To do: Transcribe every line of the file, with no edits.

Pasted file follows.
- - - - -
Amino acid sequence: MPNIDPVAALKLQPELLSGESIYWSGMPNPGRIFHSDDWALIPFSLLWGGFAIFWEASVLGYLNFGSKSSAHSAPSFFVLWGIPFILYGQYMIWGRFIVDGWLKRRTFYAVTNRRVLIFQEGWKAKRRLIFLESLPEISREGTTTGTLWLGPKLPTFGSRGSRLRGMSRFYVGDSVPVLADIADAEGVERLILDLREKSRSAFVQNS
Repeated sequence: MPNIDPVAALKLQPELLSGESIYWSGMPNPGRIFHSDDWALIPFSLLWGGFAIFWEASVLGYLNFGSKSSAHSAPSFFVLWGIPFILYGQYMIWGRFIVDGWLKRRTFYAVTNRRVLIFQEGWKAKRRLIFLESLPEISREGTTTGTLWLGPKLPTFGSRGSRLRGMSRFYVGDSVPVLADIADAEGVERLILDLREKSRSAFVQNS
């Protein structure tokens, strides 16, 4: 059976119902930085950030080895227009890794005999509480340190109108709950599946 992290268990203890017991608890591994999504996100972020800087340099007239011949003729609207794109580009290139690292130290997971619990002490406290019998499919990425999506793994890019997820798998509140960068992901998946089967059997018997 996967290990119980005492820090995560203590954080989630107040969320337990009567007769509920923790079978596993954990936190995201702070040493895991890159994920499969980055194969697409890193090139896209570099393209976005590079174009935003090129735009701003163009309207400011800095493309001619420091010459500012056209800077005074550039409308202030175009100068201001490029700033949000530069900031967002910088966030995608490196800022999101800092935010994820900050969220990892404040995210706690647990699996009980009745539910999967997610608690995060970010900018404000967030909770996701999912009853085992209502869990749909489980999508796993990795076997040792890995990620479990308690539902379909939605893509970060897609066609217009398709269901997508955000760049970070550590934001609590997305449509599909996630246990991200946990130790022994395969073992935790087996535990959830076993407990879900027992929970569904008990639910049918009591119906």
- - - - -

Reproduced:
Amino acid sequence: MPNIDPVAALKLQPELLSGESIYWSGMPNPGRIFHSDDWALIPFSLLWGGFAIFWEASVLGYLNFGSKSSAHSAPSFFVLWGIPFILYGQYMIWGRFIVDGWLKRRTFYAVTNRRVLIFQEGWKAKRRLIFLESLPEISREGTTTGTLWLGPKLPTFGSRGSRLRGMSRFYVGDSVPVLADIADAEGVERLILDLREKSRSAFVQNS
Repeated sequence: MPNIDPVAALKLQPELLSGESIYWSGMPNPGRIFHSDDWALIPFSLLWGGFAIFWEASVLGYLNFGSKSSAHSAPSFFVLWGIPFILYGQYMIWGRFIVDGWLKRRTFYAVTNRRVLIFQEGWKAKRRLIFLESLPEISREGTTTGTLWLGPKLPTFGSRGSRLRGMSRFYVGDSVPVLADIADAEGVERLILDLREKSRSAFVQNS
């Protein structure tokens, strides 16, 4: 059976119902930085950030080895227009890794005999509480340190109108709950599946 992290268990203890017991608890591994999504996100972020800087340099007239011949003729609207794109580009290139690292130290997971619990002490406290019998499919990425999506793994890019997820798998509140960068992901998946089967059997018997 996967290990119980005492820090995560203590954080989630107040969320337990009567007769509920923790079978596993954990936190995201702070040493895991890159994920499969980055194969697409890193090139896209570099393209976005590079174009935003090129735009701003163009309207400011800095493309001619420091010459500012056209800077005074550039409308202030175009100068201001490029700033949000530069900031967002910088966030995608490196800022999101800092935010994820900050969220990892404040995210706690647990699996009980009745539910999967997610608690995060970010900018404000967030909770996701999912009853085992209502869990749909489980999508796993990795076997040792890995990620479990308690539902379909939605893509970060897609066609217009398709269901997508955000760049970070550590934001609590997305449509599909996630246990991200946990130790022994395969073992935790087996535990959830076993407990879900027992929970569904008990639910049918009591119906």